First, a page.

Long relegated to counseling and therapy, the clergy sex abuse crisis is now a matter for federal authorities
By Ivey Dejesus
October 20, 2018
The Catholic Church has historically responded to the crisis of the sexual abuse of children by priests as a pastoral challenge.
Victim after victim has been offered counseling and therapeutic services. Priests too were sent off to counseling and, in time, returned to ministry.
To this day, hundreds of victims have letters from bishops expressing regrets over the moral failings of priests. Indeed, few clerics or church officials in the U.S. Catholic Church have met with adjudication or criminal convictions.
Much has changed.
Ever since the Boston Globe in 2002 catapulted the clergy sex abuse crisis on to the national arena, the transgressions and failures of the Catholic Church have garnered growing global awareness.
Now as the latest chapter unfolds in Pennsylvania, the church no longer is able to slide by with commitments to counsel wounded victims, pay for their therapy and compensate them with a financial settlement.
The Pennsylvania Senate this week failed to advance the latest effort to reform the state's child sex crimes laws, a development that many interpreted as a powerful church, once again, getting off the hook.
Following the fourth major investigation into the church in the state, the failure to change state law provided yet another disappointment to the victims' community.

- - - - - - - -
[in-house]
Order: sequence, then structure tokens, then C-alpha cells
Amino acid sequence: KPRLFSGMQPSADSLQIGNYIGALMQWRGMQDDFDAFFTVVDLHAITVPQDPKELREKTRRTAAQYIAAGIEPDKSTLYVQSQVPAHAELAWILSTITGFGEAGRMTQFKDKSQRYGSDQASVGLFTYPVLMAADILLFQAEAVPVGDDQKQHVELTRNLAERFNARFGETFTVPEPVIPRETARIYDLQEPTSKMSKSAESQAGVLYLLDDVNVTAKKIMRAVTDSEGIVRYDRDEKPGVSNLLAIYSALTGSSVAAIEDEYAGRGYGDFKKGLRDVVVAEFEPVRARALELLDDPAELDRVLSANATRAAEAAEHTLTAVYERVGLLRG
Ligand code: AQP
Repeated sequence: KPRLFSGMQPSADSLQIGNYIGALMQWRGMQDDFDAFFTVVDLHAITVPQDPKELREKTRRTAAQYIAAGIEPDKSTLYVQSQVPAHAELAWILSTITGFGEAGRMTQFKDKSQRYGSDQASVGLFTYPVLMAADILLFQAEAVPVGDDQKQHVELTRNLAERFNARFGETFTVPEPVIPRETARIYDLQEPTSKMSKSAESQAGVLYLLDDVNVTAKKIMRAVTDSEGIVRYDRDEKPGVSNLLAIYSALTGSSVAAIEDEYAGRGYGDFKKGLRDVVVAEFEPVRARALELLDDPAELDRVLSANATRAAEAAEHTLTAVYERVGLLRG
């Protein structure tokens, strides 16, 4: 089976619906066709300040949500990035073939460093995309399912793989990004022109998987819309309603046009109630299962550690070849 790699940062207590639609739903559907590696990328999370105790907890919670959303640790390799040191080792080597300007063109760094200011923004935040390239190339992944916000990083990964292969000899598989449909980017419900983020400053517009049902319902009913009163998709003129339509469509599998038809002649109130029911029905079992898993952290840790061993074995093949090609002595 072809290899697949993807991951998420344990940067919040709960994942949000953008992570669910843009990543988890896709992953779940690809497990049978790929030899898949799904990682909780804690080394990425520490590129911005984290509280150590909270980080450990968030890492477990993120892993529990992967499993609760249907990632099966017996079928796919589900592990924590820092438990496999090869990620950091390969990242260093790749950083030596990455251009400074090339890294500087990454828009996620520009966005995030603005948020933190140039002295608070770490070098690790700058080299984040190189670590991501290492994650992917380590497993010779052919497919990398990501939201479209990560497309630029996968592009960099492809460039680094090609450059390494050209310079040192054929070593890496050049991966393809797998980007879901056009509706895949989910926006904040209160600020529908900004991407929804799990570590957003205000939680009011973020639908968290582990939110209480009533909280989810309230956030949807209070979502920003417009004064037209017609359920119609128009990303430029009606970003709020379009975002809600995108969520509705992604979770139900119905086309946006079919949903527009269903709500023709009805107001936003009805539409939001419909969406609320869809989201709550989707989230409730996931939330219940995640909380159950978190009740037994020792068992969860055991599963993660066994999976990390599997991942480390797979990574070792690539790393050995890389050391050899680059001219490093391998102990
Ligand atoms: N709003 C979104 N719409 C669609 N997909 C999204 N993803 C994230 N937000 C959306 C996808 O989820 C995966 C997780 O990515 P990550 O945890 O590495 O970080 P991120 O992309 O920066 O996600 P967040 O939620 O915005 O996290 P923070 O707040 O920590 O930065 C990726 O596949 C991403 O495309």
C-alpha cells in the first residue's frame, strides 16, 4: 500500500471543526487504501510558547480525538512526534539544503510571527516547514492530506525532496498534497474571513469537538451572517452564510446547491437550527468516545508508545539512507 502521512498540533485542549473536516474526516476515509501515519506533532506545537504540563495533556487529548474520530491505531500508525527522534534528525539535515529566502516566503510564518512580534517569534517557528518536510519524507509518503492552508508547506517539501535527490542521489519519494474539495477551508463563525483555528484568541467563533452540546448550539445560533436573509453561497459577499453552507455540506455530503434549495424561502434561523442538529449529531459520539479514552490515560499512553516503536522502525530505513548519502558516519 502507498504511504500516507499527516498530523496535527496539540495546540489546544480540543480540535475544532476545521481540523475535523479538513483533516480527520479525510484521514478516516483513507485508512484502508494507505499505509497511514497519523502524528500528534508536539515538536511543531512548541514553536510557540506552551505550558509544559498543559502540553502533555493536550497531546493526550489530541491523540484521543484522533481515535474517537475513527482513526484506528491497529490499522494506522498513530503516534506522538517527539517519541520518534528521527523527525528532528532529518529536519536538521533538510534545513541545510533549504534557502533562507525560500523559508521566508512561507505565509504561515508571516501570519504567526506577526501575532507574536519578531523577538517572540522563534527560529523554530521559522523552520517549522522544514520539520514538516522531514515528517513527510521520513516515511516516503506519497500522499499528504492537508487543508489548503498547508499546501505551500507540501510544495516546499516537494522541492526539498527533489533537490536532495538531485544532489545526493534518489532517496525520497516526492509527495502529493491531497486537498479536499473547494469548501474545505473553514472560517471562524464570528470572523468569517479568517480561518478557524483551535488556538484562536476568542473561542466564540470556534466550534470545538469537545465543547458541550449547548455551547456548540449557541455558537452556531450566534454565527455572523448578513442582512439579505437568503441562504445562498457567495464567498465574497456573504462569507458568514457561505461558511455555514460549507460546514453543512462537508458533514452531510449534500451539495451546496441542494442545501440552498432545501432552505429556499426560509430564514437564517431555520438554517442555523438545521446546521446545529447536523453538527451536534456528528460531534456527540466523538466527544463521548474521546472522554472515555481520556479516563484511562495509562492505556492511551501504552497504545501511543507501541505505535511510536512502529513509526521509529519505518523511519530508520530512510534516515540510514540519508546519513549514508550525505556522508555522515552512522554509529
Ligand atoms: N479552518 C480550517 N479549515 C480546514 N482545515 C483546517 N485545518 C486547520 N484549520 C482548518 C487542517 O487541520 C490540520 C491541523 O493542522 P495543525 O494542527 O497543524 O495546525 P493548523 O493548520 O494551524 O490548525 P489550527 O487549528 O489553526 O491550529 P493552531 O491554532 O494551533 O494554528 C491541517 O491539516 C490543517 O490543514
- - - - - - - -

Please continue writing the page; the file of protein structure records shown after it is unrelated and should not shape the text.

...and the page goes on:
But the legislative failure seems a footnote amid the latest news that the U.S. Department of Justice has launched its own investigation into the church and its role in potential federal crimes against minors. Catholic dioceses across Pennsylvania, including the Diocese of Harrisburg, have received subpoenas.
The federal probe confirms that the long-festering clergy sex abuse scandal, which has generated few convictions of guilty church clerics or officials and left untold victims despondent in helplessness and devastated lives, is now under a greater scrutiny and weight of the law.
"The American church is at the forefront of that shift," said Stephen White, a fellow in Catholic Studies at the Ethics and Public Policy Center in Washington. "That shift is done better here than anywhere else."
Indeed, the horrors of legions of boys and girls being raped by priests in churches, schools and rectories have been documented across scores of dioceses across the country.
But the vast majority - as is the case documented by the latest grand jury report in Pennsylvania - happened years ago. Few of them are recent.
"That suggests that the first step in recognizing the problem, that first, step has been taken," White said.
The ongoing lack of accountability on the part of the church, however, has morphed into outrage. And not just here.
The Buffalo, New York, Diocese acknowledged late Thursday that a federal inquiry has been under way there since June, when it turned over documents to investigators.
In Chile, police have raided offices and seized church documents as more than 100 Catholic clergy are investigated amid allegations of child sex crimes and the concealment of crimes. Pope Francis has stripped two bishops of their duties; 34 bishops in total have offered their resignations.
In Australia, Ireland and elsewhere, federal governments have launched inquiries and arrested priests and bishops.